For those interested in how NATO is funded, its website neatly outlines how “member countries contribute to NATO in accordance with an agreed cost-sharing formula based on Gross National Income.” Members are additionally responsible for funding their own armed forces, and for contributing to deployment costs when they are involved in a mission. All of this funding goes to an array of projects and departments that work to fulfill three main functions: civil obligations, military endeavors, and the NATO Security Investment Programme. The variation of member countries’ contributions are evident on the chart, but they only reveal the tip of the iceberg of how polarized spending currently is. On the NATO site, the chart shows how the United States comes in around 21-22 percent for all three sections of spending, with the closest follower, Germany, at 14 percent. France and the UK both take on around 11 percent of NATO spending, and Canada hovers around 5 percent across the board. What is this picture really showing us? Some might feel that because the US spending for defense has consistently been on the rise it makes sense for them to shoulder the majority of the budget. But the reality is that spending is more skewed than these indicators for 2012-2013 reveal.
In April, NATO’s Secretary General Anders F. Rassmussen penned a piece for Foreign Policy Magazine discussing the vital importance of European states increasing their defense spending. Specifically, he was referring to their contributions to NATO. NATO is not only struggling with funding, but will inevitably feel internal pressures from these inconsistencies if a shift of weight is not made soon.
“The biggest gap is between the United States and the other allies. Today, the United States represents 72 percent of total NATO defense spending, up from 63 percent in 2001.” The US’s defense budget has more than doubled since 2001 – but Rasmussen goes on to say that doesn’t justify their bearing the burden, because at the same time European defense budgets have either “stagnated or decreased,” making the discrepancies even more extreme.
With the US accountable for the majority of the costs of NATO defense, it’s no wonder that domestic politicians and civilians are skeptical about the organization. Rasmussen correctly notes “[t]his imbalance has rightly prompted… Americans…to wonder why they should continue to ‘subsidize’ Europe’s security if Europeans themselves appear unwilling to make the necessary investment.” As it is, channeling domestic support for international engagement is one of the most difficult things for politicians in the US to achieve. The realization that they are additionally footing the bill for Europe’s security will only further aggravate these sentiments.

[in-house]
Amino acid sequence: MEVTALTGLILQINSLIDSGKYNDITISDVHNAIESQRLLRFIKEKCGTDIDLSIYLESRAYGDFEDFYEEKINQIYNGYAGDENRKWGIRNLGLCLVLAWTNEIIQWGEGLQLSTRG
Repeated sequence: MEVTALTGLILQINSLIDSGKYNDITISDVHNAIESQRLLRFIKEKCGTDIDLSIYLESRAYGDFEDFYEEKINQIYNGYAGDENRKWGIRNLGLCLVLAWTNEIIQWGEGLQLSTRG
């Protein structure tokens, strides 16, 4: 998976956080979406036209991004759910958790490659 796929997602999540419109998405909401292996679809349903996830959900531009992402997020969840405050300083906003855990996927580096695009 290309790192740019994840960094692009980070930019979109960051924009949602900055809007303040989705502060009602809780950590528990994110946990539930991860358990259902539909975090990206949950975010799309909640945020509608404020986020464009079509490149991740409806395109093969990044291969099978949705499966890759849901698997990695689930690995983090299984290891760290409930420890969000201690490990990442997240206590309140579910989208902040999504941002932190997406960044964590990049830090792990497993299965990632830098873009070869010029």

With NATO’s largest mission ever coming to an end in Afghanistan, there is already a dialogue on what direction the multi-lateral organization should take next. One core component of this discussion will be the debate of whether or not the US’s investment in European security is worth it, at least on the level that currently exists. America might try finding ways to maintain its Atlantic alliances without the organization that is currently completely reliant on it for survival.
Considering that 2012 was the first time Asian defense spending “exceeded that of Europe in nominal terms,” Europe should probably recommit to its collaboration with the largest defense spender in the world. America is already focusing on its ‘pivot’ to Asia to strengthen global security in the region with the fastest military and economic growth, but that does not mean that the Atlantic Alliance will fall at this hand. New alliances do not mean the end of old ones – unless the old alliances are no longer committed. The question here is not whether America will transition out of the Atlantic; leaving one part of the world for another is not going to benefit the ultimate goal of global security. But what is necessary is for Europeans to commit to defense as Asia seems to be doing, to preserve the security benefits that they get from NATO.
Questions of whether NATO should expand or not are contingent on the perseverance of the organization, which is in turn contingent on the sustainability of its funding. United States funding to NATO is only possible for so long before an inevitable reevaluation of their investments occurs; the Europeans have a timeline to financially recommit to NATO. In the interim, they can demonstrate their commitments through NATO’s Smart Defense program. The program “encourages Allies to cooperate in developing, acquiring, and maintaining military capabilities,” which essentially means pooling resources more effectively, a strategy that is especially necessary during periods of economic hardship. The bottom line is that when Europeans manage to develop the funds, they should look at their security commitments as a priority if they want to keep NATO an effective partnership.